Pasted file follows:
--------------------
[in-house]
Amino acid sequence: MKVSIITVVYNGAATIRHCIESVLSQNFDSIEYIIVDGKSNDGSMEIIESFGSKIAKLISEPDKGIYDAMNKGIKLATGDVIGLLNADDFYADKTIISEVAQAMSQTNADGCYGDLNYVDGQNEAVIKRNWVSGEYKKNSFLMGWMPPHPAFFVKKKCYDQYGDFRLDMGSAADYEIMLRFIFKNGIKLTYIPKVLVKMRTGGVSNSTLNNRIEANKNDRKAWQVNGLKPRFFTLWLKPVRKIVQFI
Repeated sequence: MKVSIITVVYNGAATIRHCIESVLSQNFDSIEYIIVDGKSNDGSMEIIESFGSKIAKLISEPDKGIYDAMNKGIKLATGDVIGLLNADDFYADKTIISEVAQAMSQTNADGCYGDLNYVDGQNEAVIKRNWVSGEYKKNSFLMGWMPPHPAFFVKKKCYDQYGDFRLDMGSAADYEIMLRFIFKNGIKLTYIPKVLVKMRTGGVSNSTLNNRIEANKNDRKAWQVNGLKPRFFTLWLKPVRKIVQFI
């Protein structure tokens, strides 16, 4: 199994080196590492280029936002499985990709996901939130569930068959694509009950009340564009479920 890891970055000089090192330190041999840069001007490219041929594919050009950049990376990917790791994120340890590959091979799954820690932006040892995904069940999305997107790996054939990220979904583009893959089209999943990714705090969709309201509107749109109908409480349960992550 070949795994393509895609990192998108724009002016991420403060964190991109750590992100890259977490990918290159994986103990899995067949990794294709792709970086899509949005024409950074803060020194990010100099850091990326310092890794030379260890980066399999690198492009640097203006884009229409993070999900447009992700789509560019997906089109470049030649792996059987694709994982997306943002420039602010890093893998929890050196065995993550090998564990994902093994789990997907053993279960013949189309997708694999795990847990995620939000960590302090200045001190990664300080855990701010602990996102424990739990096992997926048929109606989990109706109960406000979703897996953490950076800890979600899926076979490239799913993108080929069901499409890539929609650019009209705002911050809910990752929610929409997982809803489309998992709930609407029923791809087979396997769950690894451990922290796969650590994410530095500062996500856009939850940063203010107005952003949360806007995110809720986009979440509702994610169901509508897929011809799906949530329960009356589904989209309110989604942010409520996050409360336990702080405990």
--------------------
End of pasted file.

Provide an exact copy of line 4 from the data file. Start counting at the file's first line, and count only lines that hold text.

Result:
């Protein structure tokens, strides 16, 4: 199994080196590492280029936002499985990709996901939130569930068959694509009950009340564009479920 890891970055000089090192330190041999840069001007490219041929594919050009950049990376990917790791994120340890590959091979799954820690932006040892995904069940999305997107790996054939990220979904583009893959089209999943990714705090969709309201509107749109109908409480349960992550 070949795994393509895609990192998108724009002016991420403060964190991109750590992100890259977490990918290159994986103990899995067949990794294709792709970086899509949005024409950074803060020194990010100099850091990326310092890794030379260890980066399999690198492009640097203006884009229409993070999900447009992700789509560019997906089109470049030649792996059987694709994982997306943002420039602010890093893998929890050196065995993550090998564990994902093994789990997907053993279960013949189309997708694999795990847990995620939000960590302090200045001190990664300080855990701010602990996102424990739990096992997926048929109606989990109706109960406000979703897996953490950076800890979600899926076979490239799913993108080929069901499409890539929609650019009209705002911050809910990752929610929409997982809803489309998992709930609407029923791809087979396997769950690894451990922290796969650590994410530095500062996500856009939850940063203010107005952003949360806007995110809720986009979440509702994610169901509508897929011809799906949530329960009356589904989209309110989604942010409520996050409360336990702080405990």